Thae was born in 1962, into the North Korean elite. He became a diplomat, eventually serving as deputy ambassador to the United Kingdom. He is an urbane, elegant fellow. He is also tremendously brave. He defected in 2016. The North Korean government called him “human scum” and accused him of the usual: embezzlement and child rape.

Last year, at the Oslo Freedom Forum, I asked him about his personal security. “I have a lot of worries,” he said, “but I am heavily protected when I am in South Korea. The South Korean government knows that I am No. 1 on the assassination list.” And “I know this will go on till the last day of the Kim regime.”

In the South Korean context, he is a conservative, favoring a market economy and a tough-minded policy toward the North — a realistic one, he would say. He is strongly anti-socialist and anti-Communist, and a sharp critic of Moon Jae-in’s government. Thae ran for the National Assembly in one of the most conservative constituencies in South Korea — one of the three constituencies of Gangnam.

Gangnam is a district of Seoul, the capital city, famous for wealth and glamour. It could hardly be less North Korean. In 2012, Gangnam became known all over the world when Psy, the pop artist, released his song “Gangnam Style.”

Thae Yong-ho beat his opponent — an experienced politician who had served four terms in the Assembly — by a wide margin. In his victory speech, Thae called Gangnam his “hometown.” He also said that he thought his historic election would prove “the first step toward reconciliation, harmony, and unification” between the two Koreas.

At the playing of the national anthem, he shed tears. The anthem — whose words were written in the 1890s — begins, “Until the day when Mount Paektu is worn away and the East Sea runs dry, may God protect and preserve our country!” The “East Sea” refers to the Sea of Japan. Mount Paektu is way up in what is now North Korea, on the border with China. It has always been considered the spiritual home of the Korean people. The anthem speaks of “the great Korean way.”

Park Yeonmi says that Thae’s election sends a powerful message to North Korea, and particularly to North Korean elites — to Thae’s former colleagues in the diplomatic corps, for example, who may be wavering on whether to jump. The message is: You can succeed in the South, if you take the risk. Diplomats have a greatly privileged position, a position beyond the imagining of ordinary North Koreans. But they know that they can be imprisoned or killed at any time. They have seen it happen to their colleagues repeatedly.

At the end of my conversation with Thae himself last year, I asked, “Do your former colleagues and other North Korean elites admire you, secretly?” He said yes. I asked, “Do you know this for sure?” He said, “Of course.”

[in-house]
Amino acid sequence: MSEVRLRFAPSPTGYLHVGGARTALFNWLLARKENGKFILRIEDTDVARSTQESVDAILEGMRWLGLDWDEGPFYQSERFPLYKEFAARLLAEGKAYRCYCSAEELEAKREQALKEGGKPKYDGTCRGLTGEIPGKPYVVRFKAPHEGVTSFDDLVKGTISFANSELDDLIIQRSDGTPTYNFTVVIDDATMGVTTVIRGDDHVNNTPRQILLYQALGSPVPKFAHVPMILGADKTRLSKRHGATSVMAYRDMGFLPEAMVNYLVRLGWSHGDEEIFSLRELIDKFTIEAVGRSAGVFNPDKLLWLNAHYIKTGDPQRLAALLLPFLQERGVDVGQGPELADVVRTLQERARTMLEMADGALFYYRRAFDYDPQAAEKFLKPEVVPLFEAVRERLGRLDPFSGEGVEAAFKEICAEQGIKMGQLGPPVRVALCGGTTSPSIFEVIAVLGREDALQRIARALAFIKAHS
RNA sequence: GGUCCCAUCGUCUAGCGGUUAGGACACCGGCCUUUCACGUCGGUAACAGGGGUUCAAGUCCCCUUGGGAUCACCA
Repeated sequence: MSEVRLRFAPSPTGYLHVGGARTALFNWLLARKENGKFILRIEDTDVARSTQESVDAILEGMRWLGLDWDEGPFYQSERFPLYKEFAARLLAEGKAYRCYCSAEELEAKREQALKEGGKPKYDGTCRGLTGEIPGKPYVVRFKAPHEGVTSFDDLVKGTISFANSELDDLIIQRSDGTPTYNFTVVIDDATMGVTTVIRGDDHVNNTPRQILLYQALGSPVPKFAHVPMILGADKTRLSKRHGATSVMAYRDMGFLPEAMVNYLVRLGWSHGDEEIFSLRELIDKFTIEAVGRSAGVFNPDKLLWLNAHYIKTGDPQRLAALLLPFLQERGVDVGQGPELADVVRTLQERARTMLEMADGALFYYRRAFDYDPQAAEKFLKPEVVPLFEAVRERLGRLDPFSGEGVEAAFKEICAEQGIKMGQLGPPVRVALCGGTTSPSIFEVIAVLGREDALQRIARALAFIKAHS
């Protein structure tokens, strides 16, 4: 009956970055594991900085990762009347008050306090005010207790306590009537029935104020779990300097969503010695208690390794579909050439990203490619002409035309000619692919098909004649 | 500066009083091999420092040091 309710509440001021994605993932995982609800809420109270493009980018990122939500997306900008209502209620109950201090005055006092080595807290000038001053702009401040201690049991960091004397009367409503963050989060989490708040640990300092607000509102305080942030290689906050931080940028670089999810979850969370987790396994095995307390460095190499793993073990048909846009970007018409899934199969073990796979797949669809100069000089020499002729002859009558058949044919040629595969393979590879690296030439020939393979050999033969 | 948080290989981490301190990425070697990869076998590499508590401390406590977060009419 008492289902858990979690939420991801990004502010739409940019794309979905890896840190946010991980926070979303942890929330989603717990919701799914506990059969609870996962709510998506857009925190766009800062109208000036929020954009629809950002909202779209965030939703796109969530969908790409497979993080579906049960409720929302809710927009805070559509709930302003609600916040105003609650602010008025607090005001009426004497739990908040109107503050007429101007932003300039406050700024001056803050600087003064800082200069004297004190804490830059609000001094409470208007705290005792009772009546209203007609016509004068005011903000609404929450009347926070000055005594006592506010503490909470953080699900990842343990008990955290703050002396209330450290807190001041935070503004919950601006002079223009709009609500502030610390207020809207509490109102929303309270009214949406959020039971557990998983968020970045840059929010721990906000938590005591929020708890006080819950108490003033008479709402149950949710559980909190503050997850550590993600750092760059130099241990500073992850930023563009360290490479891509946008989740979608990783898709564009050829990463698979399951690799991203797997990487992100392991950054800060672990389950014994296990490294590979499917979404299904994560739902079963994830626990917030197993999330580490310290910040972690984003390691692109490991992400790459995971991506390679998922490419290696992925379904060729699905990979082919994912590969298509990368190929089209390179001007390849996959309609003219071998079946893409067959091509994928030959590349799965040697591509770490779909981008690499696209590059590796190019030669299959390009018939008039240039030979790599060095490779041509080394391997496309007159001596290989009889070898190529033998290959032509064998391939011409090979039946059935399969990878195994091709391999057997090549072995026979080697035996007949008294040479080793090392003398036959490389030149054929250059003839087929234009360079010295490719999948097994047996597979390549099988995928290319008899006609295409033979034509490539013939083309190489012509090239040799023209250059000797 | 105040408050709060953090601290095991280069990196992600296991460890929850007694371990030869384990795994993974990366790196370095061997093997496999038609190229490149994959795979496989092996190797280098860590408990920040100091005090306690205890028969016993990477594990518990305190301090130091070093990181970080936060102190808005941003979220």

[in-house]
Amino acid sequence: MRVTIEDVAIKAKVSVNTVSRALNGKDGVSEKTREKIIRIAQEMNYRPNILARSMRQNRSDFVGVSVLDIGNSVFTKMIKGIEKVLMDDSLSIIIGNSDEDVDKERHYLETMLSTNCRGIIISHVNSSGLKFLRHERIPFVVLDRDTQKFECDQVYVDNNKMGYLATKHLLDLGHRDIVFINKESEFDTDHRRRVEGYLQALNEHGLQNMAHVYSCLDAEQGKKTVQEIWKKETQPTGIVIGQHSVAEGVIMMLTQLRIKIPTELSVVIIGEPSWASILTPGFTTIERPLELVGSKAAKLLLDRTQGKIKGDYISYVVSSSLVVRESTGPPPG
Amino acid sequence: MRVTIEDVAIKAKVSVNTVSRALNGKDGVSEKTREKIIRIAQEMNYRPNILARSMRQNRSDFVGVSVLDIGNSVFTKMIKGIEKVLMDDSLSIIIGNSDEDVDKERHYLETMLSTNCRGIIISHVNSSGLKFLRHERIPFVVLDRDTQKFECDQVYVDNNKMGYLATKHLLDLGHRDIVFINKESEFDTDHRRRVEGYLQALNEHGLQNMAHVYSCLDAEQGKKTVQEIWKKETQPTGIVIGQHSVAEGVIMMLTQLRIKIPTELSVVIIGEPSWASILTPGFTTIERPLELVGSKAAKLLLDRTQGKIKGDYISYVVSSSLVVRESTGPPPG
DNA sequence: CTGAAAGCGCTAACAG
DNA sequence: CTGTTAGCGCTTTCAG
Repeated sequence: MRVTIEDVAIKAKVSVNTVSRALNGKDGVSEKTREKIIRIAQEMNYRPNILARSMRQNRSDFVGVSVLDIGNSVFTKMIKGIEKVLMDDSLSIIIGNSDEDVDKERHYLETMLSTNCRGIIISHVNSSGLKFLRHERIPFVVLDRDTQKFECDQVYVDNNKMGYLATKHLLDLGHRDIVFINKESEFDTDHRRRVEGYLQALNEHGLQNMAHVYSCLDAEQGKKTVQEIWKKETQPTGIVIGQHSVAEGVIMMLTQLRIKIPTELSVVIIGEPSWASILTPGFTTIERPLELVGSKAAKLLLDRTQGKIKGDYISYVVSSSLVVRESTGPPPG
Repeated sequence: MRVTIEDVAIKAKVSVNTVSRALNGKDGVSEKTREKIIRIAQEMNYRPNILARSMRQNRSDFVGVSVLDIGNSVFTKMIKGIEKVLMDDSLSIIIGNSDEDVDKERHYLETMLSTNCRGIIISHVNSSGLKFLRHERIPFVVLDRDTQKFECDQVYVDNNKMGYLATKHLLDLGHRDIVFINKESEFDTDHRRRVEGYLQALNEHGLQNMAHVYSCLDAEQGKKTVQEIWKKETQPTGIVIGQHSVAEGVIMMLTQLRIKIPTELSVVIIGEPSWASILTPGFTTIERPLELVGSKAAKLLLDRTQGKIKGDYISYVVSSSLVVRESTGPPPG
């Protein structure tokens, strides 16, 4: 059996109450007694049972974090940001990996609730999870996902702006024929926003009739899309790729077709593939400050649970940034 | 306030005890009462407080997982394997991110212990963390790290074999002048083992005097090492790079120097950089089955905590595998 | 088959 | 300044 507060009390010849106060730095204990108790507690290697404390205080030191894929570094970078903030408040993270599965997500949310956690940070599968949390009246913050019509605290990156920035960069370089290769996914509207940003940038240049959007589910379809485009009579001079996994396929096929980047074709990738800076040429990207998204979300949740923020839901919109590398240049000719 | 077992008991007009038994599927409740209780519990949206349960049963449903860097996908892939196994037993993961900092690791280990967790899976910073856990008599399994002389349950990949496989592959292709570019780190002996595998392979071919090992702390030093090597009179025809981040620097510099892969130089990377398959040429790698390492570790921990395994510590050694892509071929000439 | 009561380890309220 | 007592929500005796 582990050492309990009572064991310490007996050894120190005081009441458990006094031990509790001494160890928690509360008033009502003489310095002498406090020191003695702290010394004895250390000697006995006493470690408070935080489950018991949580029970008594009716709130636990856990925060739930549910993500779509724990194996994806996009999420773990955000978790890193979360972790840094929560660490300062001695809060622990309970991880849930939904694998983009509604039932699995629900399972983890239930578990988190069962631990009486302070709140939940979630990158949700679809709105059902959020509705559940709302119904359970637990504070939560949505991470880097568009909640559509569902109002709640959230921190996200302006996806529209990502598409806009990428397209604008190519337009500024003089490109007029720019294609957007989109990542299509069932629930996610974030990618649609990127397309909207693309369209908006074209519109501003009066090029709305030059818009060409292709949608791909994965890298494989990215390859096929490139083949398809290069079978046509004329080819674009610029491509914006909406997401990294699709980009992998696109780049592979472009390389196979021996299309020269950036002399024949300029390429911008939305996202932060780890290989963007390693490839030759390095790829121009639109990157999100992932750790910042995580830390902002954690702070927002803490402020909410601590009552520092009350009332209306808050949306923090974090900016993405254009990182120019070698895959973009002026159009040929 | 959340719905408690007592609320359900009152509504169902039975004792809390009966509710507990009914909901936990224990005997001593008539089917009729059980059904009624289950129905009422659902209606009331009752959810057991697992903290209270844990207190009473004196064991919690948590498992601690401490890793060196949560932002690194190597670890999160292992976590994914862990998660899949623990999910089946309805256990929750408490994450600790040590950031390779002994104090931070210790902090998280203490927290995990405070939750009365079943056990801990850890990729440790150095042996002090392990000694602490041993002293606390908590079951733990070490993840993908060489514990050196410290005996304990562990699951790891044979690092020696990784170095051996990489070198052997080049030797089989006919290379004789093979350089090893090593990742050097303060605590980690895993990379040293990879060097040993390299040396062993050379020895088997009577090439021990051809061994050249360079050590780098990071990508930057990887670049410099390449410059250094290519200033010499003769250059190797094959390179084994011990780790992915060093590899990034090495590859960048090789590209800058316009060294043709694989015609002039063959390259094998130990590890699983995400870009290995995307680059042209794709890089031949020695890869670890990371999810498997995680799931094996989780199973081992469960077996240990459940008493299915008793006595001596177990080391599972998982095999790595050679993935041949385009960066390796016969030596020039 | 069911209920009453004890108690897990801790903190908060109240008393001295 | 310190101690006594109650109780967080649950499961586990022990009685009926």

The other defector who won election this year, remember, is Ji Seong-ho. About this, his fellow defectors are very, very excited. “He’s one of us,” says Yeonmi. What does she mean? He was a street kid, a homeless kid, a wretch — who will take his place in the prestigious National Assembly of South Korea.

I have met Ji several times and have never seen him without a big smile on his face. He is effortlessly charismatic. “He projects an air of ebullience,” I once wrote. “I can’t help thinking he is happy to be alive.”

Ji was born in 1982. His grandmother starved to death; his father was tortured to death — a typical North Korean story. He himself lost a leg and a hand when he passed out on a railroad track from hunger. He escaped from North Korea on homemade crutches. Once in South Korea, he became a Christian and started a human-rights group.

I have given the barest facts here, but I think Hollywood should make Ji’s life into a movie.

In 2018, Ji Seong-ho was a guest of President Trump for the State of the Union address. Sounding like presidents past, Trump said, “Seong-ho’s story is a testament to the yearning of every human soul to live in freedom.”

The truth is, Ji Seong-ho was never very interested in politics, in a partisan sense. He was a neutral, above the fray. But he was pushed into politics by the grievances and indignities that I mentioned, or alluded to, above. He was especially moved by the deaths of that mother and son, who starved in their apartment.

Despite the best efforts of the North Korean dictatorship, news dribbles into that country, via shortwave radio and other means. North Koreans will hear about Ji’s election, and have. The news is “shocking,” as Henry Song, the D.C.-based activist, emphasizes: one of them — a typical, downtrodden North Korean, and handicapped, at that — elevated to the legislature in a free country. A free and Korean country.

Together, Ji Seong-ho and Thae Yong-ho give hope to the North Korean minority in South Korea. The nation will see their faces on TV — and this will “humanize us,” says Park Yeonmi.

Some of us consider it an outrage that North Koreans need humanizing at all. No one, anywhere, has suffered more than they have. And from their number have come some of the most inspiring people we know.